Both the provincial and federal governments need to step up with more funding, Ruby says, and “someone needs to organize that. No one seems willing to speak for the poor.

“There are a huge number of people who are poor or middle class but don’t qualify for legal aid and they don’t get justice.”

Bringing Ontario’s courts into the 21st century should be another priority for the chief justice, says Morton.

“The courts are becoming progressively more adept at the electronic world. I think it’s fair to say that they’ve moved into the mid-1990s and the new chief is going to have to see how to move the court from where it is now, which is still basically a paper-based court,” he says.

Doing so will be tough, Morton admits. After the Integrated Justice Project, which saw “hundreds of millions of dollars” going to waste on a failed attempt to computerize the province’s courts, there’s a lot of resistance to spending money on technology, he says.

“But the court system will collapse if it doesn’t become electronic and the new chief is going to have to become a champion of technology and evolution.”

Age-old issues such as lack of judicial resources are still on the radar. To add to the chief justice’s challenges, delays in the civil justice system have reached unacceptable levels, says McLeish. In fact, Marrocco is one of the two judges Superior Court Chief Justice Heather Smith appointed to come up with solutions to growing civil litigation delays. The other judge is Superior Court Justice Geoffrey Morawetz.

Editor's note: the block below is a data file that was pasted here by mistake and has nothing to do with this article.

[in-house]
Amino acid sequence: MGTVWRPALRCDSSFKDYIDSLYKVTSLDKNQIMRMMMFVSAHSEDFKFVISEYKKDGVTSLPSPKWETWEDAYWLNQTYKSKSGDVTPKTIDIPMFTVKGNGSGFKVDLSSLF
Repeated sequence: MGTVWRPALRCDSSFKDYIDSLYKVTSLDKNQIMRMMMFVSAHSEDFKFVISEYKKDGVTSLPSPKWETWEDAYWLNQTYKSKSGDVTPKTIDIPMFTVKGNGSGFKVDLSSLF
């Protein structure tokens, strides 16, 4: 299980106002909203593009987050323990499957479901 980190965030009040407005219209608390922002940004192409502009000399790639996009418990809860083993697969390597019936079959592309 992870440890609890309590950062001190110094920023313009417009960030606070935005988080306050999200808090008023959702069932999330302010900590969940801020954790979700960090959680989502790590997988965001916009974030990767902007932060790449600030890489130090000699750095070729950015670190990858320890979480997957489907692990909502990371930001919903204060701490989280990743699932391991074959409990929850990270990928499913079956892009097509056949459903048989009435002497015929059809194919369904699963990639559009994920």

“Both Justice Marrocco and Justice Morawetz are very practical guys who get it. They know what the problem is and they are looking for ways to fix the problem. It just doesn’t rest on their shoulders alone. They’re going to need help from the profession,” says McLeish, noting the chief justice will need to help rally people around the efforts.

Winkler managed to move the court along in significant ways, according to Morton, “so the new chief has big shoes to fill. I think it’s going to be a tough job.”

McLeish agrees: “It’s a very challenging job for anybody. It does take someone with very strong managerial, administrative, and people skills. It has to be someone who gets it.”

Winkler, meanwhile, has secured a new job for himself. Last week, Arbitration Place announced he had joined the firm as a resident mediator and arbitrator.

For more, see "'Great judicial mediator' set to retire."

  • A.D.Singh
    What about Dennis O'C?
  • Ben Gold
    According to Mr. Ruby the sex of the next chief justice is an important criteria.

    In that case, LaForme J.A. is aboriginal so let's play the race card.

    What about McWatt J. then we can play both the race and gender cards.

    This was all meant is sarcasm. Mr. Ruby's comment is thoughtless, degrading, and out of place in today's society.

    Epstein J.A. has a body of work that is exceptional and speaks for itself, she does not need special accommodation to be considered for the post.

    Perhaps Mr. Ruby should be tested for Tourette's syndrome.